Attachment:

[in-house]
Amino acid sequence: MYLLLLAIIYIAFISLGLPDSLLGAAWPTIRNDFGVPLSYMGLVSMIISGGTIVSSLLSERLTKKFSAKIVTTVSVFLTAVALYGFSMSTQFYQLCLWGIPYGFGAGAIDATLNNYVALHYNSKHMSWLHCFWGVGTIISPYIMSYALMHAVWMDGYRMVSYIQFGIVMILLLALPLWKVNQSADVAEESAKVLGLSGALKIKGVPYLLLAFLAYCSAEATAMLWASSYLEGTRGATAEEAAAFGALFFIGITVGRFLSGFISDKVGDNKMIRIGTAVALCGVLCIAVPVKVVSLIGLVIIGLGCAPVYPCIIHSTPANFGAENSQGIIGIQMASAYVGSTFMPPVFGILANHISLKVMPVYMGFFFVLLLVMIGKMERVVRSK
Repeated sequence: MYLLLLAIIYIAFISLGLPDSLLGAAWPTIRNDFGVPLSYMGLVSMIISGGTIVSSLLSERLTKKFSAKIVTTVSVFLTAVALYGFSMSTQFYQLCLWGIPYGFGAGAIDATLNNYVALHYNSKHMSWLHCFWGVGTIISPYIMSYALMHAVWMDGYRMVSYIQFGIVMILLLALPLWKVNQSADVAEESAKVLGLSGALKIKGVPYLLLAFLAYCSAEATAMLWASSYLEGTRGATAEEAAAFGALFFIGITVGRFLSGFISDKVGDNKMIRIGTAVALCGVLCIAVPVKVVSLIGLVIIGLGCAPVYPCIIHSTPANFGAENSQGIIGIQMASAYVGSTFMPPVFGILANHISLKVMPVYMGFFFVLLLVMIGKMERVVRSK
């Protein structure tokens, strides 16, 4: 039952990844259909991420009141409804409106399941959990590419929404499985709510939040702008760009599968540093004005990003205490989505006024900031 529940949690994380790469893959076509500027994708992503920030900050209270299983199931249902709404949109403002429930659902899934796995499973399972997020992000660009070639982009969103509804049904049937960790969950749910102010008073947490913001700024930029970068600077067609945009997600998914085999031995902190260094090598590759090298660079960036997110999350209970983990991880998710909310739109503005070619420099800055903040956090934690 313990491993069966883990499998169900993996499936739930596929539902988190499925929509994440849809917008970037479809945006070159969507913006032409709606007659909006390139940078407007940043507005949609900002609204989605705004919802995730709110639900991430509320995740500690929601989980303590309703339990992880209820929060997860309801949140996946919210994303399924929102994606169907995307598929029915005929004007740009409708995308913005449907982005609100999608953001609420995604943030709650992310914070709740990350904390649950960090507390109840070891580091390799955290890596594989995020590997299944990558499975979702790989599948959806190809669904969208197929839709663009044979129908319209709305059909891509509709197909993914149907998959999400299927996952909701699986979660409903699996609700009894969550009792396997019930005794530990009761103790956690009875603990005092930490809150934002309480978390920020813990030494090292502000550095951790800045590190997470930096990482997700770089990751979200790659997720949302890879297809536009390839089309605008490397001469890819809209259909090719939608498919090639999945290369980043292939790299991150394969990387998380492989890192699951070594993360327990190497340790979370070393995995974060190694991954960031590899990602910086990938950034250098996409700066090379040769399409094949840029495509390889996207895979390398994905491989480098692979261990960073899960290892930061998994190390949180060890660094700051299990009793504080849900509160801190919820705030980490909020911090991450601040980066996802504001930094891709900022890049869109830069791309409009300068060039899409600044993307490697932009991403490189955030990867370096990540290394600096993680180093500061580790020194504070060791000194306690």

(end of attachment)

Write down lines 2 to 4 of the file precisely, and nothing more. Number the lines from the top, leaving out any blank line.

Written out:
Amino acid sequence: MYLLLLAIIYIAFISLGLPDSLLGAAWPTIRNDFGVPLSYMGLVSMIISGGTIVSSLLSERLTKKFSAKIVTTVSVFLTAVALYGFSMSTQFYQLCLWGIPYGFGAGAIDATLNNYVALHYNSKHMSWLHCFWGVGTIISPYIMSYALMHAVWMDGYRMVSYIQFGIVMILLLALPLWKVNQSADVAEESAKVLGLSGALKIKGVPYLLLAFLAYCSAEATAMLWASSYLEGTRGATAEEAAAFGALFFIGITVGRFLSGFISDKVGDNKMIRIGTAVALCGVLCIAVPVKVVSLIGLVIIGLGCAPVYPCIIHSTPANFGAENSQGIIGIQMASAYVGSTFMPPVFGILANHISLKVMPVYMGFFFVLLLVMIGKMERVVRSK
Repeated sequence: MYLLLLAIIYIAFISLGLPDSLLGAAWPTIRNDFGVPLSYMGLVSMIISGGTIVSSLLSERLTKKFSAKIVTTVSVFLTAVALYGFSMSTQFYQLCLWGIPYGFGAGAIDATLNNYVALHYNSKHMSWLHCFWGVGTIISPYIMSYALMHAVWMDGYRMVSYIQFGIVMILLLALPLWKVNQSADVAEESAKVLGLSGALKIKGVPYLLLAFLAYCSAEATAMLWASSYLEGTRGATAEEAAAFGALFFIGITVGRFLSGFISDKVGDNKMIRIGTAVALCGVLCIAVPVKVVSLIGLVIIGLGCAPVYPCIIHSTPANFGAENSQGIIGIQMASAYVGSTFMPPVFGILANHISLKVMPVYMGFFFVLLLVMIGKMERVVRSK
């Protein structure tokens, strides 16, 4: 039952990844259909991420009141409804409106399941959990590419929404499985709510939040702008760009599968540093004005990003205490989505006024900031 529940949690994380790469893959076509500027994708992503920030900050209270299983199931249902709404949109403002429930659902899934796995499973399972997020992000660009070639982009969103509804049904049937960790969950749910102010008073947490913001700024930029970068600077067609945009997600998914085999031995902190260094090598590759090298660079960036997110999350209970983990991880998710909310739109503005070619420099800055903040956090934690 313990491993069966883990499998169900993996499936739930596929539902988190499925929509994440849809917008970037479809945006070159969507913006032409709606007659909006390139940078407007940043507005949609900002609204989605705004919802995730709110639900991430509320995740500690929601989980303590309703339990992880209820929060997860309801949140996946919210994303399924929102994606169907995307598929029915005929004007740009409708995308913005449907982005609100999608953001609420995604943030709650992310914070709740990350904390649950960090507390109840070891580091390799955290890596594989995020590997299944990558499975979702790989599948959806190809669904969208197929839709663009044979129908319209709305059909891509509709197909993914149907998959999400299927996952909701699986979660409903699996609700009894969550009792396997019930005794530990009761103790956690009875603990005092930490809150934002309480978390920020813990030494090292502000550095951790800045590190997470930096990482997700770089990751979200790659997720949302890879297809536009390839089309605008490397001469890819809209259909090719939608498919090639999945290369980043292939790299991150394969990387998380492989890192699951070594993360327990190497340790979370070393995995974060190694991954960031590899990602910086990938950034250098996409700066090379040769399409094949840029495509390889996207895979390398994905491989480098692979261990960073899960290892930061998994190390949180060890660094700051299990009793504080849900509160801190919820705030980490909020911090991450601040980066996802504001930094891709900022890049869109830069791309409009300068060039899409600044993307490697932009991403490189955030990867370096990540290394600096993680180093500061580790020194504070060791000194306690």